The Target data breach has so far cost US banks over $172 million in re-issued plastic cards, according to figures from the Consumer Bankers' Association.
The cost to replace each card comes to an average of $10.00, with a total of 17.2 million cards substituted so far by CBA members. According to data collected from CBA member banks, the average cost to replace a credit or debit card includes: the card itself, informing consumers of a card reissuement, shipping and activating the card, and often supplemental communication via call centres and the internet.
Richard Hunt, president and CEO of the CBA, says: "When retailers say this data breach come at no cost or liability to consumers they are right - because its banks and card issuers who are on the hook often at little or no cost to retailers like Target. Retailers should recognise the costs of data breaches snowball with time and they should take responsibility when they are at fault."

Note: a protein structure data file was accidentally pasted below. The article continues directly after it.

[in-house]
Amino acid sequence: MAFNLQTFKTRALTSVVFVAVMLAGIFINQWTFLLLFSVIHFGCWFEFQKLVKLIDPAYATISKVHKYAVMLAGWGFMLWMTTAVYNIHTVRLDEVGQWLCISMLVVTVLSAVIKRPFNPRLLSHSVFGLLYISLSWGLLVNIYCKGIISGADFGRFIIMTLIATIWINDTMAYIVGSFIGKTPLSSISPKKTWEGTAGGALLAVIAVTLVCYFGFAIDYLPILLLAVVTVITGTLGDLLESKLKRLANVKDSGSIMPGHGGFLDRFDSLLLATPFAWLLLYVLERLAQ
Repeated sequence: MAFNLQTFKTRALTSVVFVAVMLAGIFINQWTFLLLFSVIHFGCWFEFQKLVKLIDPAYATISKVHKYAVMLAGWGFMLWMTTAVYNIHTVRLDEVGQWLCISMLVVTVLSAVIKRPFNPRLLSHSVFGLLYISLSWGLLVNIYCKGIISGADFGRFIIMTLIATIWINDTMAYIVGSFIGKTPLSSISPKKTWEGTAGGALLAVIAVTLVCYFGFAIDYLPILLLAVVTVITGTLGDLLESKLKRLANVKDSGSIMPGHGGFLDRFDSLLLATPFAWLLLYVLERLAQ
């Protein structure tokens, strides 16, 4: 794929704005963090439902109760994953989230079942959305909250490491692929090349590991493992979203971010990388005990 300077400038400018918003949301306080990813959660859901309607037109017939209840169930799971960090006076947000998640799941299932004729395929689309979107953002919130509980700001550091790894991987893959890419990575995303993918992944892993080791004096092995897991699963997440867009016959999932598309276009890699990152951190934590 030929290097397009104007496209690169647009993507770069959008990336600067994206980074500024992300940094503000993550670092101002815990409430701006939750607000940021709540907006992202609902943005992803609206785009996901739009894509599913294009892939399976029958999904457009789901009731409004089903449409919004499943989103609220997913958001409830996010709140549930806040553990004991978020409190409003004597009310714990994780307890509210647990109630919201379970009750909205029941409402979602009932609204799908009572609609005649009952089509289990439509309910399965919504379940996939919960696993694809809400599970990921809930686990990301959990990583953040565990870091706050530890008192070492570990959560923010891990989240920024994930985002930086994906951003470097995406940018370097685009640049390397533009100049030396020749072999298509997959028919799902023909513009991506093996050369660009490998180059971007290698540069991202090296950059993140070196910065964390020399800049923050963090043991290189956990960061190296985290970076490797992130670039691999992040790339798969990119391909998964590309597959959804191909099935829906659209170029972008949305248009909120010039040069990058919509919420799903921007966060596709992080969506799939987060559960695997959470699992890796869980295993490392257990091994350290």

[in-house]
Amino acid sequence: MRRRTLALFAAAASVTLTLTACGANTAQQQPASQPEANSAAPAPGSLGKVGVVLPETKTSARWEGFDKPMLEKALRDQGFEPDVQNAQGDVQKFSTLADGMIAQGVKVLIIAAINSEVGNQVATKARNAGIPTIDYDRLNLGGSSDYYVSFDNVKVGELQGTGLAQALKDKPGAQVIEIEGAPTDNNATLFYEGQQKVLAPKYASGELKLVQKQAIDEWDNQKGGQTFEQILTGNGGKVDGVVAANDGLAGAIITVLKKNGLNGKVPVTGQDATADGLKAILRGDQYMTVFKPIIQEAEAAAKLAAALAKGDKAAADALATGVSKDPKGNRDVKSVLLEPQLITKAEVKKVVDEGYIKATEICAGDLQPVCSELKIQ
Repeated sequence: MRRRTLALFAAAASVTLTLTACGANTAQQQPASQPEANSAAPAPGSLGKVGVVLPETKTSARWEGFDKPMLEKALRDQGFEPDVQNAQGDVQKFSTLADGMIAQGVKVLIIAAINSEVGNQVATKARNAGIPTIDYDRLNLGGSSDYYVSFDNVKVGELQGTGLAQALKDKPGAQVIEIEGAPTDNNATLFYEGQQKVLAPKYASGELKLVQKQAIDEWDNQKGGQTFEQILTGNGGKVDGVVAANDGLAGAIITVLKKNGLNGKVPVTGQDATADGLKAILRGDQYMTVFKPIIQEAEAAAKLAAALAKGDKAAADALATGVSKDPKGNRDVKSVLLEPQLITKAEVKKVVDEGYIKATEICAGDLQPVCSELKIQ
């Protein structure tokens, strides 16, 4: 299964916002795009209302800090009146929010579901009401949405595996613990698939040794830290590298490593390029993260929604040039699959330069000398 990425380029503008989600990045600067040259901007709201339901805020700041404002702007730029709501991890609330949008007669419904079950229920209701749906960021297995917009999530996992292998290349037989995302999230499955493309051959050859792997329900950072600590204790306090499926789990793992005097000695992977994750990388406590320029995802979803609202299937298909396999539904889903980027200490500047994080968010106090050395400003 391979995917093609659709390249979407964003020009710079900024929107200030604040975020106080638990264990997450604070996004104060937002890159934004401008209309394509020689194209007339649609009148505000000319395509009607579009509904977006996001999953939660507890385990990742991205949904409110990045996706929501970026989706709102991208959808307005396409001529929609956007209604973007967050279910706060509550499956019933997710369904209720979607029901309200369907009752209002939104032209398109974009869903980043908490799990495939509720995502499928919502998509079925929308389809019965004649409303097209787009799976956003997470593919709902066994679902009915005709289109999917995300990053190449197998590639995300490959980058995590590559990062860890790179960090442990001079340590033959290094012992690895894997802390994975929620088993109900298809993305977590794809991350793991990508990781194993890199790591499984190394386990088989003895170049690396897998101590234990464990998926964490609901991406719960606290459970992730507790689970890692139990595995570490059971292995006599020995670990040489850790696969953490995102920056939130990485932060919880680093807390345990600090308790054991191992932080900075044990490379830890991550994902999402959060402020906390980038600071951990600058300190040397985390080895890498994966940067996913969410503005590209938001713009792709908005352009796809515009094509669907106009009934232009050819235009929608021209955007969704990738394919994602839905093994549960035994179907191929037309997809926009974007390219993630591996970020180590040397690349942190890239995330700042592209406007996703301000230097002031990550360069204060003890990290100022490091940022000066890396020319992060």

He says the numbers published by CBA do not take into account any fraudulent activity which may have occurred or may occur in the future. Fraudulent activity would push the cost of the Target data breach to the industry much higher, as consumers would not be held liable.
A recent analysis by Jefferies suggested that Target could be on the receiving end of a $1 billion breach bill from the payment cards industry, working on the assumption that 4.8 million to 7.2 million of the 40 million cards affected by the breach could see fraudulent activity.
CBA has joined fellow financial services trade associations in urging policymakers to enforce tougher standards, including the establishment of a national data security breach and notification standard, a shift in liability to retailers, and better sharing of threat information.